What i got most out of the reading was an idea reenforced that we have been talking about all semester -the question of who was the first to invent it? All semester you have told us to beware of when someone is credited with being the first person to discover something. With television it is no different. Both Vladimir Zworykin and Philo Farnsworth have claims to being the inventor but there is not a perfectly clear distinction to who actually came up with it first. This is just another reason to take everything you hear with a grain of salt because you never know the full truth.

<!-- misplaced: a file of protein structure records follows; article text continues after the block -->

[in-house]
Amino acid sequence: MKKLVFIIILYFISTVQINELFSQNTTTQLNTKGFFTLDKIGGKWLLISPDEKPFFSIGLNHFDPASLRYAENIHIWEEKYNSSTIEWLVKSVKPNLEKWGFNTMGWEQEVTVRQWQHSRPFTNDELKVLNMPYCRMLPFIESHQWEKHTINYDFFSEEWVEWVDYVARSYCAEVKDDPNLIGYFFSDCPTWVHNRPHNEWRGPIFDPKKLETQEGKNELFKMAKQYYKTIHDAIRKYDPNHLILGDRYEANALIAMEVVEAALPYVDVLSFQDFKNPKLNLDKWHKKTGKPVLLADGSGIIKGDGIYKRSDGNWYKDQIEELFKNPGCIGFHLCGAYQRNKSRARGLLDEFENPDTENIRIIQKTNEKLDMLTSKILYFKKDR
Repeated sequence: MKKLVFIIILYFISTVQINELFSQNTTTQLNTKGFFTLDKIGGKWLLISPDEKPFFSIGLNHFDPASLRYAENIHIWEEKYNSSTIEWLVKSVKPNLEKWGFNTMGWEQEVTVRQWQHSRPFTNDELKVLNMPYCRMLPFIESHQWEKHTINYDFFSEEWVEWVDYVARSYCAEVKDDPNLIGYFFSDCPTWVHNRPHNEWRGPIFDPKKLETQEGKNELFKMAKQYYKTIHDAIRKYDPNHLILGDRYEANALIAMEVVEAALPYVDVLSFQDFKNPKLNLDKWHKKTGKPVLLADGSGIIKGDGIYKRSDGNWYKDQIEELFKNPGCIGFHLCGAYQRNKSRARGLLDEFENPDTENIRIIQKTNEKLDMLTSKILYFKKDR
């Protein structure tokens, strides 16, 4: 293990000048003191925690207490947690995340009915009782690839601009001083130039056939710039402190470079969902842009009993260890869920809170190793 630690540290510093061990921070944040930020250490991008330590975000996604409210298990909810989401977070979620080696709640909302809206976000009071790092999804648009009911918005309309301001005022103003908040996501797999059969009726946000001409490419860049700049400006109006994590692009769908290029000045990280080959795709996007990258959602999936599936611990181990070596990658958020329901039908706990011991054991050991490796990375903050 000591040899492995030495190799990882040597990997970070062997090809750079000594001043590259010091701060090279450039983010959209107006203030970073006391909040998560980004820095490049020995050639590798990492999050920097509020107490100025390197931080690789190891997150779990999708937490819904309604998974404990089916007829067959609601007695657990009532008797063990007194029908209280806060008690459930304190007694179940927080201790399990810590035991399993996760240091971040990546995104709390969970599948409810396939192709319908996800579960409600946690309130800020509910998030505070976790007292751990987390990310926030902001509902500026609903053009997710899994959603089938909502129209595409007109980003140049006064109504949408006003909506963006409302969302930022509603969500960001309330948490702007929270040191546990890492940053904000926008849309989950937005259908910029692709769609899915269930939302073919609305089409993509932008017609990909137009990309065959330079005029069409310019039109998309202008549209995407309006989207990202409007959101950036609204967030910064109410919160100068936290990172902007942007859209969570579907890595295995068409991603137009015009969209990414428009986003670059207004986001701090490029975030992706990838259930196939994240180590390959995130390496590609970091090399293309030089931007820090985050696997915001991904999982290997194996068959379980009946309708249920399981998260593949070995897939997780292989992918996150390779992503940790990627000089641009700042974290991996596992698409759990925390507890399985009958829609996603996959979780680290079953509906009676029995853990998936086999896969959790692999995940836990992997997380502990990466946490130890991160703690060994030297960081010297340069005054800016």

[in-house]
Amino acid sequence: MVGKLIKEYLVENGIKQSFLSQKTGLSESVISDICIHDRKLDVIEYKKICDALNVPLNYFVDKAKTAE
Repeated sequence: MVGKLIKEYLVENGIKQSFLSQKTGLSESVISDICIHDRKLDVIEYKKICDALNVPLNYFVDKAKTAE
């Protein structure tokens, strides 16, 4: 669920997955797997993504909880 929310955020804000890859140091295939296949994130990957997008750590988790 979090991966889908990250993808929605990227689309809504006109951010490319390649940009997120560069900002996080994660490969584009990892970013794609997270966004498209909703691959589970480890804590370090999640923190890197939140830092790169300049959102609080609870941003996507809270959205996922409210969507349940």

Chapter 10 in the book focuses on the birth of the television industry in America, or rather the attempts at creating the industry. The text points to the FCC’s role in the failure as well as other compounding factors, but what fascinated me most were,“The direct cultural consequences.... [with] two (later three) networks defining the medium that would define America, offering programming aimed at the masses, homogenous in sensibility, broadly drawn and unprovocative by design, according to the imperatives of ‘entertainment that sells’” (pg 139). My research paper focuses on the role of broadcast media and the notion of “unified masses”. And so I thought it interesting that the term “propaganda”, the very same type of media which spurred the creation of German television, isn’t applied in conjunction to this “homogenous content”. The definitions between the two terms are occasionally blurred, and yet American television would never acknowledge any similarities to propaganda..Chapter 13 in the book focuses on Nixon’s role in the expansion of cable television. There is tremendous irony in Nixon’s liberalizations of media and the launch of the cable industry given his contentious relationship with the press and media, harkening back to the Kennedy vs. Nixon debates. In fact according to the text, Nixon’s attorney general once threatened the Washington Post that its publisher would “get her tit caught in the big fat wringer” (pg 185) if Bernstein and Woodward didn’t stop their investigations. I surprised to learn that Nixon help foster cable television, and even more surprised by the fact that I hold an ounce of gratitude as a result to one of the most highly criticized presidents our nation has ever had.